Press release

18 Jun 2021 Dublin, IE

EY CEO Survey: Irish CEOs are investing significantly in data and technology, cybersecurity remains a key issue

DUBLIN, 18 JUNE 2021: 84 per cent of Irish CEOs intend to make a major investment in data and technology over the next 12 months compared to 68 per cent globally, according to the latest EY CEO Imperative Study 2021.

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Carol Murphy

EY Ireland Consulting Partner and Head of Risk Transformation

IT strategy and transformation adviser. Effective programme and project management skills.

  • 84% of Irish CEOs intend to make a major investment in data and technology over the next 12 months
  • 69% of Irish CEOs believe cybersecurity requires new or increased C-level attention to ensure future growth

Dublin, 18 June 2021: 84 per cent of Irish CEOs intend to make a major investment in data and technology over the next 12 months compared to 68 per cent globally, according to the latest EY CEO Imperative Study 2021.

The survey of 305 CEOs from the world’s largest companies (Forbes Global 2,000 Companies), also found that half of Irish CEOs (50%) believe the most significant impact on their business will be delivered through accelerating technology and digital innovation.

When it comes to the key competencies CEOs feel require new or increased attention at C-Level to ensure growth over the next five years, Irish respondents overwhelmingly ranked cyber security in number one position, with 69 per cent of CEOs in agreement compared to a global average of just 37 per cent. This ranked ahead of competencies such as Artificial Intelligence (AI) and data science, disruptive innovation, climate risk and geopolitical risk.

Carol Murphy, EY Ireland Consulting Partner and Head of Technology Risk, commented:

“There is no doubt COVID has accelerated widescale technology adoption among Irish businesses over the past 12 months and cybersecurity has risen to become one of the top risks discussed at Board and Audit Committee meetings. In the past however, security and privacy considerations were often addressed as an afterthought, exposing organisations to potential financial and reputation risk. As clearly outlined in our findings, this mindset is no longer an option, particularly as Irish companies look to keep pace with their global peers when it comes to technology adoption and investment. As we see more Irish companies embrace digitisation at a rapid speed, cybersecurity will need to stay top of mind for the entire C-suite as a significant organisational risk and business imperative.”

“If the last few weeks have taught Irish business leaders anything it’s that cyber threats are real and growing and it’s imperative that we all take them seriously. Globally we are seeing an explosion of cyber security threats across all sectors from sophisticated and targeted ransomware attacks to cloud jacking, phishing and more. The harm caused can be devastating. Organisations must do everything they can to build their cyber resilience so they can mitigate the risk of cyber-attacks and protect their critical assets.”   

The changing role of data

While the survey indicated that Irish CEOs consider data to be critical to future growth and business success, the results around this topic did throw up some interesting disparities.

Unsurprisingly, given the strong focus on data and technology among Irish CEOs, 63 per cent believe their organisations deliver timely data-driven insights enabling better internal and customer outcomes.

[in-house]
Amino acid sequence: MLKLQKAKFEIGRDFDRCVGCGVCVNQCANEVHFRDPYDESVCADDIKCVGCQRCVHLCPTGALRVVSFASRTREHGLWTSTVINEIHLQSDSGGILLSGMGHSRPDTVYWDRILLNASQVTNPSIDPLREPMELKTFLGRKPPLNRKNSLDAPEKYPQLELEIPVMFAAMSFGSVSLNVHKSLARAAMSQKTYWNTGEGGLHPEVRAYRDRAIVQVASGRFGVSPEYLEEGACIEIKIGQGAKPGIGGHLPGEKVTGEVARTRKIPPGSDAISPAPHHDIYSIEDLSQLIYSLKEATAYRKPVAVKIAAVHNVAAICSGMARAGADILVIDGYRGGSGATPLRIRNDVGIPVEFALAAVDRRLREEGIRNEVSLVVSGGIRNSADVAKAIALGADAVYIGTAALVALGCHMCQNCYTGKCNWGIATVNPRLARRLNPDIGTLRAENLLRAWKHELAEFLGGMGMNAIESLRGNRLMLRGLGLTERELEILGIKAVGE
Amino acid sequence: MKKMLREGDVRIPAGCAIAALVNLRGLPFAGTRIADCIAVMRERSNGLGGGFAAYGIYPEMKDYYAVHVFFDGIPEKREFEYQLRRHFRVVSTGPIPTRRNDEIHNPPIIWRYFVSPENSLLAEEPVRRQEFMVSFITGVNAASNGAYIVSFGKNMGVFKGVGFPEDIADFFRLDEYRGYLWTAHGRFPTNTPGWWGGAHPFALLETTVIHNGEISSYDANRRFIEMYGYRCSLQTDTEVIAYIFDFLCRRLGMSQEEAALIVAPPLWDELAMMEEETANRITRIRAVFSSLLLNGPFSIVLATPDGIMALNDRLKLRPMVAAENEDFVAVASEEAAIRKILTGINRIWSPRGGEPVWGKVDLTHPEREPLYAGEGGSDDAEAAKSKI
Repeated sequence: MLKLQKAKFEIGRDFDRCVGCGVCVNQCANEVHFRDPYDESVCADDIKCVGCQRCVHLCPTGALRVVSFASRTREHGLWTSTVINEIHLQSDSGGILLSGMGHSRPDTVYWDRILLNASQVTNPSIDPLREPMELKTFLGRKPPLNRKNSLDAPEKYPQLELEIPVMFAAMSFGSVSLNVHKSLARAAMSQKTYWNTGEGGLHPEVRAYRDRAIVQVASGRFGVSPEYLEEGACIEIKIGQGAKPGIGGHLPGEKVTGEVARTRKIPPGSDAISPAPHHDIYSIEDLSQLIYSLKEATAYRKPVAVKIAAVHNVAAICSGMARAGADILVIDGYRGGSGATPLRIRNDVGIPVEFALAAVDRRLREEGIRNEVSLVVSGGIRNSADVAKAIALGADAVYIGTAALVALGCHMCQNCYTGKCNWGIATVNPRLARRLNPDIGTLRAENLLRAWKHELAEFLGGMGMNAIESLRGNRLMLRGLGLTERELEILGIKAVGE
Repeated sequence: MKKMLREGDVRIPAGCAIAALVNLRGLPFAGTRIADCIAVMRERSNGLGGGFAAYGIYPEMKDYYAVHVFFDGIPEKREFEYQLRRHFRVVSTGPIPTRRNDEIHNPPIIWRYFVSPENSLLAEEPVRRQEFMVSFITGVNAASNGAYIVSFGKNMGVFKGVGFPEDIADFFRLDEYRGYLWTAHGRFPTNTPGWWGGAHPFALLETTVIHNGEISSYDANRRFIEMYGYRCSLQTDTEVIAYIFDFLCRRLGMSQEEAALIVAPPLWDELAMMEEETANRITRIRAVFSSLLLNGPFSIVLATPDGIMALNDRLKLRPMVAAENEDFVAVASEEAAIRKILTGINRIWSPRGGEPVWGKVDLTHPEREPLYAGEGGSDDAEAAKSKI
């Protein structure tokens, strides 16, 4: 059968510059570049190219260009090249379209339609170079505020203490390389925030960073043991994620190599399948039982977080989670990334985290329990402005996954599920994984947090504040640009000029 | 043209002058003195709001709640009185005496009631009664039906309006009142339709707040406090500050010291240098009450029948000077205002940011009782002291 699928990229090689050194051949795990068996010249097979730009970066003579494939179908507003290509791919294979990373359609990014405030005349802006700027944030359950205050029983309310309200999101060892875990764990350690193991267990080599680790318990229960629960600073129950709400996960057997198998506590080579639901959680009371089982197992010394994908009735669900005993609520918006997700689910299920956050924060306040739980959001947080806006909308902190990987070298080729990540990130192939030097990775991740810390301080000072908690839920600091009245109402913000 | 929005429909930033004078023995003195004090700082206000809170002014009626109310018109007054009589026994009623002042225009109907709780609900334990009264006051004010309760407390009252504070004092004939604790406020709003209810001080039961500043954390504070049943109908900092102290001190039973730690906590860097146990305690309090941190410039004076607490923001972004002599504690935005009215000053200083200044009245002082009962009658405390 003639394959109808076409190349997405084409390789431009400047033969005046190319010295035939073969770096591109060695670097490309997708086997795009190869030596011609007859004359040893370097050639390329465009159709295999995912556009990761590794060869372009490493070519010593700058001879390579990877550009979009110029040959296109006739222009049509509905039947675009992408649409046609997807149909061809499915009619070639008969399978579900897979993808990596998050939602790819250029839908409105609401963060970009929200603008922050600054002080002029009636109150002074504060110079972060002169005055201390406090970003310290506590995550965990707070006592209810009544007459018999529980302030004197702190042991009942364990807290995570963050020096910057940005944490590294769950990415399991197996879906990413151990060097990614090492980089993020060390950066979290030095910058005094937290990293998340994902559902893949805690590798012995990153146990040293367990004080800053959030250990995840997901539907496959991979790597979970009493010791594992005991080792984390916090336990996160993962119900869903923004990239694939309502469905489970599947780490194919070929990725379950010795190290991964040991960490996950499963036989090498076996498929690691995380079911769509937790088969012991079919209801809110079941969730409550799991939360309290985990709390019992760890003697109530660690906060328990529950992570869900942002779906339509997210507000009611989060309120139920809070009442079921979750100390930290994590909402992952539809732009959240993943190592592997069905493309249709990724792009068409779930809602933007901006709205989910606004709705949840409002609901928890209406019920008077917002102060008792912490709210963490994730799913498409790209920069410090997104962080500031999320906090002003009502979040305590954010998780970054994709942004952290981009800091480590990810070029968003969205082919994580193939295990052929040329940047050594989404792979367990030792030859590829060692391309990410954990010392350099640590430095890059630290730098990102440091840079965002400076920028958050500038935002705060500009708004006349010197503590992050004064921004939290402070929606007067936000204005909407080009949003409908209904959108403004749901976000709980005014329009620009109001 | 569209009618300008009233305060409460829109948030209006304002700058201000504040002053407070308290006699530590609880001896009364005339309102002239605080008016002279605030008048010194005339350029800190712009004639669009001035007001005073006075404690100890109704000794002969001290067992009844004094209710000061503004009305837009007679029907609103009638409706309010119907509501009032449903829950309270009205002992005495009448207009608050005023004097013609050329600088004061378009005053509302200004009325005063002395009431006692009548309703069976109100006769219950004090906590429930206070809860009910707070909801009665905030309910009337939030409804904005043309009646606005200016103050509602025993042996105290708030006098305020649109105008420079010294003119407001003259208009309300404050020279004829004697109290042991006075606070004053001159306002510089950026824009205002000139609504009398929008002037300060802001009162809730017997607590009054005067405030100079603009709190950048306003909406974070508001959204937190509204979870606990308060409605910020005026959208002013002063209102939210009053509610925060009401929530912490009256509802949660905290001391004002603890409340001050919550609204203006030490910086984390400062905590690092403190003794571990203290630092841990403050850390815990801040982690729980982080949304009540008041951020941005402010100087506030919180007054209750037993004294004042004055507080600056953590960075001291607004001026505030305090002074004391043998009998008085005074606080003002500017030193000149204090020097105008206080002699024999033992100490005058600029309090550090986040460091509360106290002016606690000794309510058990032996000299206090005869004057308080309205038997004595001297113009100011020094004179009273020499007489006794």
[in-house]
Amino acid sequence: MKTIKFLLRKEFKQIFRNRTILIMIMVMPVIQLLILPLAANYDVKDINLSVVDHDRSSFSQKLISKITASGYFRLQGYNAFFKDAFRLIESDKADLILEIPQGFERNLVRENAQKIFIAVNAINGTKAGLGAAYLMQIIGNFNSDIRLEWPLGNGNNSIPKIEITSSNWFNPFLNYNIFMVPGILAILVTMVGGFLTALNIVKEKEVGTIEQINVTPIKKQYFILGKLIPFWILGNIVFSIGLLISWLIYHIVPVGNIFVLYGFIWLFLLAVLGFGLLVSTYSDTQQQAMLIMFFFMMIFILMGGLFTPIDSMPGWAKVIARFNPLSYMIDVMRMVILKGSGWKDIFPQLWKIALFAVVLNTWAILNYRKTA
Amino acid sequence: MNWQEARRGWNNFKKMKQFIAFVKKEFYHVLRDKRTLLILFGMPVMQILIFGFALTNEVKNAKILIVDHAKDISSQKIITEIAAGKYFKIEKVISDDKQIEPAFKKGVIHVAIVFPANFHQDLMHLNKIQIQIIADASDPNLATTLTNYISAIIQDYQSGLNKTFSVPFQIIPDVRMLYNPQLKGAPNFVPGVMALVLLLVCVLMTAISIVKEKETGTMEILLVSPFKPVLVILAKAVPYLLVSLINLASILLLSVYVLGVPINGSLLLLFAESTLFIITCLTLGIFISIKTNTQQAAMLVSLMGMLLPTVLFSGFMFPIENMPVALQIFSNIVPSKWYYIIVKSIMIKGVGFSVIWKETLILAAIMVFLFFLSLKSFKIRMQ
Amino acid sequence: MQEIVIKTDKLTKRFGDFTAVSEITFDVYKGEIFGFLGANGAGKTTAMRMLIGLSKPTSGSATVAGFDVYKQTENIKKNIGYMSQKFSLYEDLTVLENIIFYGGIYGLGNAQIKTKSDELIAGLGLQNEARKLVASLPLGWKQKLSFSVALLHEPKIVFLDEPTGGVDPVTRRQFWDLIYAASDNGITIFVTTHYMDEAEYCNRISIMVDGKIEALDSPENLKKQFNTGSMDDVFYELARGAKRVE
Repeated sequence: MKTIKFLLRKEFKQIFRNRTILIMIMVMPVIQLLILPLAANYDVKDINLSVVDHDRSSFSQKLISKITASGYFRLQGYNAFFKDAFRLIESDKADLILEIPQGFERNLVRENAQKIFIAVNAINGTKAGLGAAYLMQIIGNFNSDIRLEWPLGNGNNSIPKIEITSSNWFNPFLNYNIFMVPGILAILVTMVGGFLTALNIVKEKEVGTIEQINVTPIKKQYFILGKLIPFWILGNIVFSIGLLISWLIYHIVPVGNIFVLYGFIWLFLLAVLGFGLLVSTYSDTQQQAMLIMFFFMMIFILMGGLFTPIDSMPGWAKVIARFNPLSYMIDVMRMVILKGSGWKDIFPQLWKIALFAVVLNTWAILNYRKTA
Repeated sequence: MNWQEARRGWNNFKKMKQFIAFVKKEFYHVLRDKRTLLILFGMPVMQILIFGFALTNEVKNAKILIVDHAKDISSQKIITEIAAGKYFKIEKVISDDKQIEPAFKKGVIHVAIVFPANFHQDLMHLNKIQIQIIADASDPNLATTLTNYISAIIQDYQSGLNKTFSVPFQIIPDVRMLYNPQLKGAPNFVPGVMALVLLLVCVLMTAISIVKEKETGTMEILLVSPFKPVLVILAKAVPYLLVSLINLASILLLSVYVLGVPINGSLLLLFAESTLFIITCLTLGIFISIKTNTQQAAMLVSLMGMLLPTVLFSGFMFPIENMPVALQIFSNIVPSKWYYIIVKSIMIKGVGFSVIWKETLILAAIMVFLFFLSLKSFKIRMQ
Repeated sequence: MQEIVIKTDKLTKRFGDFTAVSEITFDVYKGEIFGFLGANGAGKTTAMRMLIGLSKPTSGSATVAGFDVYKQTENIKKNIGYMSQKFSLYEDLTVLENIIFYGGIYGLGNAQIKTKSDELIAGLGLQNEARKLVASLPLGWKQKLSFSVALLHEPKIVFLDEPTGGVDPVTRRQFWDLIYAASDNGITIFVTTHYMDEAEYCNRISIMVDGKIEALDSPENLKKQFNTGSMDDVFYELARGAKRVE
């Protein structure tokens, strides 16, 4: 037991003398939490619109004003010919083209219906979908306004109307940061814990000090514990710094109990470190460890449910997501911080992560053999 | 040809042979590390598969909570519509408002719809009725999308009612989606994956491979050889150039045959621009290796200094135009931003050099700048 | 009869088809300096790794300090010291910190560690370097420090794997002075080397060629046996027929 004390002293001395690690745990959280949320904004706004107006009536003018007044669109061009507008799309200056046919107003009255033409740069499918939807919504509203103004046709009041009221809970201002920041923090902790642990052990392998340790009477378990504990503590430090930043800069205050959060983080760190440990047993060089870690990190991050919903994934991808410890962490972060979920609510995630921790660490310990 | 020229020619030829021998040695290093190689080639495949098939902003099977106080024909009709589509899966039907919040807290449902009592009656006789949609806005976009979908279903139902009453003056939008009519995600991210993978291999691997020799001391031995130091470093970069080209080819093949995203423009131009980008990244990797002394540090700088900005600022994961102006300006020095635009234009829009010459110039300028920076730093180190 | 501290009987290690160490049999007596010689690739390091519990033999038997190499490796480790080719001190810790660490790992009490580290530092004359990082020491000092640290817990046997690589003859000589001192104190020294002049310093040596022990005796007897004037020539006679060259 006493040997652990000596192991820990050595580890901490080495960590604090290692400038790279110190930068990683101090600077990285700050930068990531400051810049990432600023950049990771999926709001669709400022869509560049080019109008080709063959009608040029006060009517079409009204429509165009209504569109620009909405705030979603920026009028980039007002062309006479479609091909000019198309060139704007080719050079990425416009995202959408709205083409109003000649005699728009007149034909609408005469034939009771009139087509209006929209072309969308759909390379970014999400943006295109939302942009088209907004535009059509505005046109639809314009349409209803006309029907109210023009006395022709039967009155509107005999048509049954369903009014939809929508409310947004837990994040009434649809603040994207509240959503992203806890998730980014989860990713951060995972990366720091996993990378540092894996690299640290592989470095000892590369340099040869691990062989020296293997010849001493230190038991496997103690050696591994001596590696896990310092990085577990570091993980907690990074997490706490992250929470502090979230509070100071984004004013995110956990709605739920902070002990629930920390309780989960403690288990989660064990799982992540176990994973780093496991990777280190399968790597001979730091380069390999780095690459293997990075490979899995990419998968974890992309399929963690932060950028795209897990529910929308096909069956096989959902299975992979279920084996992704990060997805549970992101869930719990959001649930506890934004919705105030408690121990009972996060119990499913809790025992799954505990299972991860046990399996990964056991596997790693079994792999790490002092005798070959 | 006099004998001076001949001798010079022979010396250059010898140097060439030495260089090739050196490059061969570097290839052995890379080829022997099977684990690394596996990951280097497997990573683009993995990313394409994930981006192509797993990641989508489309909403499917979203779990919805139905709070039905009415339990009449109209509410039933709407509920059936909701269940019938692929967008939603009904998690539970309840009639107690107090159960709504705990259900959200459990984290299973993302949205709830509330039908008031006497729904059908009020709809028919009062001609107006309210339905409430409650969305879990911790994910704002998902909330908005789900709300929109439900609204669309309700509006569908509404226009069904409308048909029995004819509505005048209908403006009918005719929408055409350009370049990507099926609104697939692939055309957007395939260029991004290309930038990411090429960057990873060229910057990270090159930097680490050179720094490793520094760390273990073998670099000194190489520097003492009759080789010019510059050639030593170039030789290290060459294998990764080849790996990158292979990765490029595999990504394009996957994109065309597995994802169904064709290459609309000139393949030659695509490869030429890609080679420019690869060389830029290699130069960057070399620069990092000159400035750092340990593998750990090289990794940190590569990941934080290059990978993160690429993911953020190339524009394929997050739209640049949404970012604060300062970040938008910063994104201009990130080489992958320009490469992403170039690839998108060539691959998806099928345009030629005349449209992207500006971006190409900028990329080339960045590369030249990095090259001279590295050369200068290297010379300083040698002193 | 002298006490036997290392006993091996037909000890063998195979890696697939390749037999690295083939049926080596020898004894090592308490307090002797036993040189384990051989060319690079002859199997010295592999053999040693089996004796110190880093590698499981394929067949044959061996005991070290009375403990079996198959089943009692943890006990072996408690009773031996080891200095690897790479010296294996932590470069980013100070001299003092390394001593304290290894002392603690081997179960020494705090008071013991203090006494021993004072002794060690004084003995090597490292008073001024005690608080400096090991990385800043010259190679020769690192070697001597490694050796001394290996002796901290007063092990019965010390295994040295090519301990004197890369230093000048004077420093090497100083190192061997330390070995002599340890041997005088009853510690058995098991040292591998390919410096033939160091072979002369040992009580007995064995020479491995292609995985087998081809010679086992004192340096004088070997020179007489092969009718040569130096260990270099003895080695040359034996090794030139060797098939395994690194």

That said, only 38 per cent of Irish CEOs believe they have seamless access to data across the enterprise, which means while real progress is being made, further investment may be required to improve access to business-critical data in real-time.

Carol Murphy concluded: “There is no doubt our findings demonstrate strong progress when it comes to Irish organisations investing adequately in data and technology. There is still a long road ahead and the question facing organisations is how best they can leverage the technology they have to drive business transformation through data insights, while at the same time, mitigating risk. There is clear evidence that Irish CEOs understand the need to do just that, with 88% saying the use of data science to anticipate and fulfil individual customer needs will be a key differentiator in the future. Building and maintaining trust will be central to any company’s ability to really capitalise on this.”

“We are seeing a trend in companies that embed ‘security and trust by design’ as a mindset across the organisation. For those organisations willing to embrace this type of thinking - so they can demonstrate trust and assurance to key stakeholders when it comes to processes, systems and data - the impact and competitive advantage this can afford businesses has the potential to be truly transformational.”

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Notes to Editors

About the survey

The global EY CEO Imperative Study 2021 was designed and developed by EYQ, an EY global think tank. EYQ generates new insights by bringing together business, the public sector and academia to challenge entrenched thinking, shift perceptions and help catalyse change.

The study findings are based on survey interviews with 305 global CEOs among the Forbes Global 2000, including 32 Ireland-based respondents. Forbes Insight conducted the fieldwork between October and December 2020.

This publication is part of the EY CEO Imperative Series, which provides critical answers and actions to help CEOs to reframe their organization’s future. For more insights in this series, visit www.ey.com/ie/ceoimperative.

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